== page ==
Big decisions - Certification and Evaluation?

June 24, 2011
Big Decisions - Certification and Evaluation?Do meaningful use, qualified provider, and certification hit the mark?    David Classen Revisited
Big Decisions - Certification and Evaluation?Do meaningful use, qualified provider, and certification hit the mark?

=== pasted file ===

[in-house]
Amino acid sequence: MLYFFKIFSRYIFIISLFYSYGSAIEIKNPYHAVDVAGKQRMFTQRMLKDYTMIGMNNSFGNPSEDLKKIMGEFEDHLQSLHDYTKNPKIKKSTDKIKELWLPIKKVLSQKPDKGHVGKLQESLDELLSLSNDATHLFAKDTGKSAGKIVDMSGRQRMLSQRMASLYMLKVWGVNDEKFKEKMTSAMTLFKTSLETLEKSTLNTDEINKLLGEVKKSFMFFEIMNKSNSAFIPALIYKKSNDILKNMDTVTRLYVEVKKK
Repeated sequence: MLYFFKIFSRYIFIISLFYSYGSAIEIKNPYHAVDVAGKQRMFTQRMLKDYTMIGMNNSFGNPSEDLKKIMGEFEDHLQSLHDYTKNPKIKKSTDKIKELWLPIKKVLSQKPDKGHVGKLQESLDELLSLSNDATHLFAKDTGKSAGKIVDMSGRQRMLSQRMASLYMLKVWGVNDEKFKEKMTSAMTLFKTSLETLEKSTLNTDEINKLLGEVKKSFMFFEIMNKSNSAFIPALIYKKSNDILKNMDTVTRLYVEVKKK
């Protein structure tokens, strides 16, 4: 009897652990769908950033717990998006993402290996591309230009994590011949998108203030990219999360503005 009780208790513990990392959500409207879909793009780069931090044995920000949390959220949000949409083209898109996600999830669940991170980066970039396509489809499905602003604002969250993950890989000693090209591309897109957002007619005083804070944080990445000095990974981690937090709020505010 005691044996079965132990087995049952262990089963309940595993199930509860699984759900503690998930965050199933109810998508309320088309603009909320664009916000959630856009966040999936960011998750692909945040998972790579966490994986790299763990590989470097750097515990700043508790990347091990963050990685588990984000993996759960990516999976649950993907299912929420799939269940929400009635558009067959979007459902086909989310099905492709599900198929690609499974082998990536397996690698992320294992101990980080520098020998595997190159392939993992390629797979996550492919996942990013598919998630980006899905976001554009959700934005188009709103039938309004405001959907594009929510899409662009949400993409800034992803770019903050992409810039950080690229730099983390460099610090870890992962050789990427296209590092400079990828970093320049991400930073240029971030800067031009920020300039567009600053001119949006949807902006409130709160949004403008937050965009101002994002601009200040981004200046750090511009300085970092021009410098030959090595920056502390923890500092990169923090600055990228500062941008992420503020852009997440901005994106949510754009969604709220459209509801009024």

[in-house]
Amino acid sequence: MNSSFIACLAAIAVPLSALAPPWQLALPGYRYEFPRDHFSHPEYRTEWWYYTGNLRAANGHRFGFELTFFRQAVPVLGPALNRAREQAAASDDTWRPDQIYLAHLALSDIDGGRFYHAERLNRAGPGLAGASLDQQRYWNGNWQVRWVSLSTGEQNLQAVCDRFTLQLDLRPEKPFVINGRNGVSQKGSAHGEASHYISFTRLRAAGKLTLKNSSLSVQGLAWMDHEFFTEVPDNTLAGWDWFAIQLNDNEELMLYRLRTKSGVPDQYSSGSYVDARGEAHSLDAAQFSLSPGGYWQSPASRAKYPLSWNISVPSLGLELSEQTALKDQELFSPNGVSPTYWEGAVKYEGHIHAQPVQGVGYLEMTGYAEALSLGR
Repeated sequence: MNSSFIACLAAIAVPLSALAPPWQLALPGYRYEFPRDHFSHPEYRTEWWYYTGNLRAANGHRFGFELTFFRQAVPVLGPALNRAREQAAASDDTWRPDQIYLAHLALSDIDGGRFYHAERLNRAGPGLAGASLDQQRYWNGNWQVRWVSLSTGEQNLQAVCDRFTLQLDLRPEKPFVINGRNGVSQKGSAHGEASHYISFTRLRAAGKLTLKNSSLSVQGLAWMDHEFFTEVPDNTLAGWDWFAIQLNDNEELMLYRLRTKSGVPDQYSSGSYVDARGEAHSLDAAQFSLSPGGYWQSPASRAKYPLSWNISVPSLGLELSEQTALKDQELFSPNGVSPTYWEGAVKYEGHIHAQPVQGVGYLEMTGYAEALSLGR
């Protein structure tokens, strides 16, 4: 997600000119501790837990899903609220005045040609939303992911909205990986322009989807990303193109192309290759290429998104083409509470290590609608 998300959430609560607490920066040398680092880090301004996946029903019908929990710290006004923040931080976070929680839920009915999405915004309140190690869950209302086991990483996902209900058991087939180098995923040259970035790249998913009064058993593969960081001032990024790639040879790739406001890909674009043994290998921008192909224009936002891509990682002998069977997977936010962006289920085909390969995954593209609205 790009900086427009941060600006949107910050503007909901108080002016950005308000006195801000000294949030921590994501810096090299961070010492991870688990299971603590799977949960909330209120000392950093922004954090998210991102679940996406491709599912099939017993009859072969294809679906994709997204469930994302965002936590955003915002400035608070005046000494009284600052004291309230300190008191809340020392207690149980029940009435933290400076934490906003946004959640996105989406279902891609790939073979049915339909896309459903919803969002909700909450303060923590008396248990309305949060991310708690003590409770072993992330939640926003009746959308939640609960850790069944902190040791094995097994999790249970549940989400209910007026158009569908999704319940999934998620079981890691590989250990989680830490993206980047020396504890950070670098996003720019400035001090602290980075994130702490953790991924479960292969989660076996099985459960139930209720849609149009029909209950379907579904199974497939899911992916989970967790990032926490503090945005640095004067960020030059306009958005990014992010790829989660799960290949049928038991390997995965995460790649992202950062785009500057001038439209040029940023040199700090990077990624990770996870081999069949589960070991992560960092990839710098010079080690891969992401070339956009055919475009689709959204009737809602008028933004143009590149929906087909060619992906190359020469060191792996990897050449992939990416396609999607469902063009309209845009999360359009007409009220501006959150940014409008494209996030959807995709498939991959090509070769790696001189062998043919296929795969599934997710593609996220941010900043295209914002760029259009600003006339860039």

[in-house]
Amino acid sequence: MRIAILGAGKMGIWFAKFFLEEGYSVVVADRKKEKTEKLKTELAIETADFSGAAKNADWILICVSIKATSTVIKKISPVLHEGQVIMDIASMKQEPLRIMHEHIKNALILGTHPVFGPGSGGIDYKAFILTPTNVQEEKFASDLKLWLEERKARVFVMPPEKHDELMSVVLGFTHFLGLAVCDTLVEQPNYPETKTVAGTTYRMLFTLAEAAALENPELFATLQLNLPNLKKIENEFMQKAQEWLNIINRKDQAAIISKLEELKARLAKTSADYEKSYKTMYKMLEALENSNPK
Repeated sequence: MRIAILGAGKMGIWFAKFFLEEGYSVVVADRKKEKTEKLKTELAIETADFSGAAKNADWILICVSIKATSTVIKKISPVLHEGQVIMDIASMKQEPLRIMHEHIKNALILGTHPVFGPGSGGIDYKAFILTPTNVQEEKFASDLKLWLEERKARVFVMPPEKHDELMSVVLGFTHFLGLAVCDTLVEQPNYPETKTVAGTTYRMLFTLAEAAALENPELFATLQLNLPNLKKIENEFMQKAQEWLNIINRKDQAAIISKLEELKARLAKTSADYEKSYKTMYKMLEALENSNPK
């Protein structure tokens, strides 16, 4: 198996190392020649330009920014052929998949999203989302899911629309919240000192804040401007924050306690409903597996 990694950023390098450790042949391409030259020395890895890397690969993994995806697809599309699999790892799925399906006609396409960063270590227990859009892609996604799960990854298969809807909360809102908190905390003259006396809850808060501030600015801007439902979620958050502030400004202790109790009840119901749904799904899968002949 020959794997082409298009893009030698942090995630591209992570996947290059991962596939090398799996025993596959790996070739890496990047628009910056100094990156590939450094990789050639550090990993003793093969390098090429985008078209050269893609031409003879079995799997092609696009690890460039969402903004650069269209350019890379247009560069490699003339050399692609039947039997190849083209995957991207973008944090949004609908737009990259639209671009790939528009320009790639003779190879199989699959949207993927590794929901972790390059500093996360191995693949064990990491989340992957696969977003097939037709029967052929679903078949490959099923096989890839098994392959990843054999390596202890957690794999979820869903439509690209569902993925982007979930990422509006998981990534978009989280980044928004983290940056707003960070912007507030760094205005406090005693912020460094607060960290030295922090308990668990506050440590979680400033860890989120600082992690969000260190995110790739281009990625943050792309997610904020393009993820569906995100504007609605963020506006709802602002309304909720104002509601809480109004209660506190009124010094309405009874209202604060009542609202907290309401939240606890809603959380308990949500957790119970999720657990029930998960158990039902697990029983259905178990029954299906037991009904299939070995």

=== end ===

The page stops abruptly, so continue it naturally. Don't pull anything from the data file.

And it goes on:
David Classen RevisitedThank you Dave Raths, for the "Big decisions await HHS secretary" post yesterday. Dave did a great job of capturing the essence of the HIMSS Webinar. He ended his post with a series of questions that invited more than a comment. Although I strongly agree with Mark Leavitt's conclusions, that Certification was created to meet a real need that was previously missing in our national strategy, and that it has earned credibility, I think one more topic needs to be in the conversation. Evaluation of live products, especially those addressing CPOE. This is not a new idea. Fran Turisco does the best job on these blogs of laying out the problem and solution here. Part of the gist is that even certified EMRs with CPOE, capable of catching and preventing lethal mistakes, can be configured and implemented such that they get failing scores. There's an excellent review of the issues and options in my prior blog post, " When Rules Collide, Alerts Fatigue, and Disruptive Innovation may be necessary." From that post, here is a small piece (the original with its comments are worthy to scan on their other dimensions): David Classen’s 2008 HIMSS presentation entitled, "Evaluation of Implemented EHRs," looked at this issue in detail, in the real world. Deployed EMRs were tested using the Leapfrog flight simulator. CDSS scores dropped to the 10% range (50% is passing), as a result of deferred or deliberately disabled CDDS. These systems (from many major vendors) had CDSS capable of meeting or exceeding the 50% passing grade threshold; the CDSS was turned off, reducing or eliminating the safety benefit. EMRs often performed at the 10% level for decision support.Classen has a distinguished career, having established himself as an expert in Adverse Drug Events two decades ago, and subsequently contributing to the topic from every major perspective. Per Mark's use of the word, "credible" and HIMSS' call for "market tested" approaches, the question of the evaluation David Classen, Jane Metzger, and Fran Turisco describe should be explicitly on the table. If chief of staff Rahm Emmanuel is right that “you never want a serious crisis to go to waste,” and if the goals are to expand coverage AND control costs, aren't certification and evaluation both critical?

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